The Felony Equation Police Use to Bust Marijuana Cultivators

In many states the following scenario is a felony, punishable years in prison.

Chris (not his real name) like to smoke pot, so he grows a few plants downstairs in the basement. He lives in a state with modest penalties for possession of small amounts of marijuana presumed to be for personal use. Chris has seven or eight plants, grown from seed, and each one is about a foot tall. Somehow the police learn about this activity and get a search warrant. Chris is arrested and charged with the manufacture of marijuana with intent to distribute.

The prosecutor believes that Chris really is growing marijuana in order to sell it. The prosecution’s case is built on a dual foundation and supported by expert witnesses provided by the law enforcement community.

First, marijuana plants—any marijuana plant—produce lots and lots of marijuana, typically a pound of marijuana per plant. Second, marijuana users only consume small, very small, amounts of marijuana. So these plants, in this case, will produce over seven pounds of marijuana and that is far more than someone would consume in the course of a year. Therefore, the prosecutor argues, it is clear that Chris is growing marijuana with the intent to distribute it.

This happens to personal-use cultivators all over the country, and experience as an expert defense witness over the years shows that it is possible to successfully respond to these types of charges. Good lawyers know how to challenge these types of cases, but not every defendant has access to a good lawyer or a capable expert witness.

As most people familiar with marijuana cultivation know, in most conditions, marijuana plants do not provide yields of a pound per plant. A lot depends on the space available to a plant and the conditions in which it is grown—as well on the genetic stock of the seeds or cuttings.

Furthermore, while usage patterns for marijuana vary, research documents annual usage by many consumers in the neighborhood of several pounds per year.

There are additional issues when it comes to mounting a defense to unfounded felony cultivation charges, when it comes to the issue of personal cultivation. But the felony equation goes to the heart of the problem with marijuana laws, and it’s more than police officers making self-serving observations and offering them up to the public as expert opinion.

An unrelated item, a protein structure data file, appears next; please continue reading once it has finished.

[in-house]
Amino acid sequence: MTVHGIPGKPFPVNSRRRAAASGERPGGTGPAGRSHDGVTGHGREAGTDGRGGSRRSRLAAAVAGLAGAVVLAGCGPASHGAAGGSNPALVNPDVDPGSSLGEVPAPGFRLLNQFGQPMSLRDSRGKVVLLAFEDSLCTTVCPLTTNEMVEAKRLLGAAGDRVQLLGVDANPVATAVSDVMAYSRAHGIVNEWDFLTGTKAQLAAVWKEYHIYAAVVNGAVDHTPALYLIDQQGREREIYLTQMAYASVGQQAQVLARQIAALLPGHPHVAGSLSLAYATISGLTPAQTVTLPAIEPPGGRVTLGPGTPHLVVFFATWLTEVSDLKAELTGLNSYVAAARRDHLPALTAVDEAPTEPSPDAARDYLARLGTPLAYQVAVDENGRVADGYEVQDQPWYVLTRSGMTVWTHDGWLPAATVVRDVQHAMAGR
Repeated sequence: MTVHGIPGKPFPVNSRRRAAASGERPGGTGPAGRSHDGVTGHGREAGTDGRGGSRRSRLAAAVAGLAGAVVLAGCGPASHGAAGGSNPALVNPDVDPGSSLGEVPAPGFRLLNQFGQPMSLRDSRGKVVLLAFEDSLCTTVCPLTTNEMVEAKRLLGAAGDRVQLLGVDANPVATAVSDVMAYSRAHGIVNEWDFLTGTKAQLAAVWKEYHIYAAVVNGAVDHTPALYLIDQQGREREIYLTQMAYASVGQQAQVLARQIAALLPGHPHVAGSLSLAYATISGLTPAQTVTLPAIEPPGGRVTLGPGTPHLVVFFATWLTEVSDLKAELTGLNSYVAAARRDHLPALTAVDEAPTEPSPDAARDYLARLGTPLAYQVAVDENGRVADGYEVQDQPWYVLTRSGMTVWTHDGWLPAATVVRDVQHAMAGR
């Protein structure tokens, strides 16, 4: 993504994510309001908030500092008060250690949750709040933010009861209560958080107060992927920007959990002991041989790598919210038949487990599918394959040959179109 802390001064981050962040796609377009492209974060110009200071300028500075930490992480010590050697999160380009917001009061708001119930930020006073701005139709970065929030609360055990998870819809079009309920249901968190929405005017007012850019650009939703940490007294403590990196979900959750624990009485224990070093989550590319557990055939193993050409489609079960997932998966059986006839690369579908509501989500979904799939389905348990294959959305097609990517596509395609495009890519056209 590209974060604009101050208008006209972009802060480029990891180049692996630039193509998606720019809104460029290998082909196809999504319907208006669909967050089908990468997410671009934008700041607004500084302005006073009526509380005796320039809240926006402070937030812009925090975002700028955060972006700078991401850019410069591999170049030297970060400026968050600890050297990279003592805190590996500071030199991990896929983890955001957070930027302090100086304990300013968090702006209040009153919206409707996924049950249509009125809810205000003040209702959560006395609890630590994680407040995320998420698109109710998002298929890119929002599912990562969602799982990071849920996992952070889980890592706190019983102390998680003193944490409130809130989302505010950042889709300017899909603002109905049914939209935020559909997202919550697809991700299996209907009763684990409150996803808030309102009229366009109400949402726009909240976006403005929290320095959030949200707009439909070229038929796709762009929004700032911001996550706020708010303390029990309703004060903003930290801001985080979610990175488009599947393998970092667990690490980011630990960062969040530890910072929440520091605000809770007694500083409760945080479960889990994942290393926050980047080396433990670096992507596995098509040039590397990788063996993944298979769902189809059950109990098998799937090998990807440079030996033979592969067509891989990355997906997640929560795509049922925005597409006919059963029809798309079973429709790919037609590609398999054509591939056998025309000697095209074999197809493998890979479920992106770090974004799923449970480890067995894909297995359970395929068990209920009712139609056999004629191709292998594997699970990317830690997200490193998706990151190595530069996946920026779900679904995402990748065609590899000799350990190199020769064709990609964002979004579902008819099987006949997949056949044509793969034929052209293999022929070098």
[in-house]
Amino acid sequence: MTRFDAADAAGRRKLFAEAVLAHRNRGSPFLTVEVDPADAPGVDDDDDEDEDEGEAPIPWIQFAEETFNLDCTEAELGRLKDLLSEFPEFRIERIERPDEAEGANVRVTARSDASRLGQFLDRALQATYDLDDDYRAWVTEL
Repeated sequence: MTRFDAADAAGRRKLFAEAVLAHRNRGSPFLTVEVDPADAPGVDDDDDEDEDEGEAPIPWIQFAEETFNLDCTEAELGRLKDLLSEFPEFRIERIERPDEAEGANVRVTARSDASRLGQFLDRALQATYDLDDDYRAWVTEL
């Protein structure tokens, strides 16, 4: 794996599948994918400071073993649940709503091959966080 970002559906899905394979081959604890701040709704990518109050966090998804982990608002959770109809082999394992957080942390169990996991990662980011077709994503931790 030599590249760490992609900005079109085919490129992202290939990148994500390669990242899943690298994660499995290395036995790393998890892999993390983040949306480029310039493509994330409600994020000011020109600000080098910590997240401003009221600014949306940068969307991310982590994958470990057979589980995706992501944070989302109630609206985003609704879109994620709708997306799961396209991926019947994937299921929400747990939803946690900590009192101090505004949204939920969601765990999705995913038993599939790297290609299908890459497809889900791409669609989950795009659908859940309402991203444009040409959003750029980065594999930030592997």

The real problem here is the Faustian bargain created by marijuana decriminalization laws. In the story of Faust, he makes a deal with the devil, selling his soul in exchange for power and knowledge. So in a Faustian bargain, someone sacrifices values for material gain.

Marijuana decriminalization reduces the legal penalties for people arrested for marijuana possession, and that’s a good thing.

But it comes with a cost, hence the allusion to a Faustian bargain. What’s lost, or sacrificed, is a true accounting for the injustice of marijuana prohibition.

Marijuana decriminalization makes prohibition affordable for the police and local criminal justice systems. Indeed, when you think about the costs and benefits from the law enforcement perspective, they don’t have to pay the costs of jailing people, and instead, they reap the benefits of people paying fines.

The other problem with decriminalization is that it creates the damaging myth that people only use very small amounts of marijuana for personal use.

Think about it, decriminalization affects what is referred to as small personal-use quantities of marijuana. Usually this is defined as an ounce. (Although credit goes to Ohio, where decriminalization of marijuana possession covers up to 100 grams, or a little over 3 ounces.)

This narrow definition of a personal-use quantity of marijuana is one of many ways marijuana prohibition helps to support the black market—it makes it sensible for marijuana consumers to buy small amounts of marijuana and pay more for them rather than risk harsher penalties for possessing amounts greater than what decriminalization allows.

However, this also reinforces the position taken by police that anyone who has more than an ounce of marijuana must be a drug dealer, especially if they have several ounces or worse, several marijuana plants. That’s the felony equation—if you have more than a little bit of pot, you’re not a marijuana user, you’re a marijuana dealer.

And that means years in prison, or, for in many cases, a felony conviction and a long time under correctional supervision in the form of probation or parole.

People are allowed to buy gallons of scotch and vodka. People are allowed to buy cases of wine. People are allowed to buy kegs of beer. There are several reasons for this, but the reasons don’t really matter—it’s called freedom.

Practical considerations make accepting restrictions on the amount of marijuana people can cultivate or possess good politics. It takes such restrictions in order to advance the cause of reform. Frankly, marijuana would not be legalized in Washington, Colorado, Oregon, Alaska or Washington, D.C. without such restrictions, and without them, legalization measures would fail in upcoming referenda in other jurisdictions.

Nonetheless, it’s time to give the general public a more realistic perspective on what constitutes personal marijuana use and cultivation. Lawyers and expert witnesses have been successful at this in court for years, but it is time to extend the defense of personal-use cultivation in the court of public opinion—both to reduce the number of people facing unwarranted criminal charges and to advance realistic and fair regulations for legal marijuana cultivation and use.

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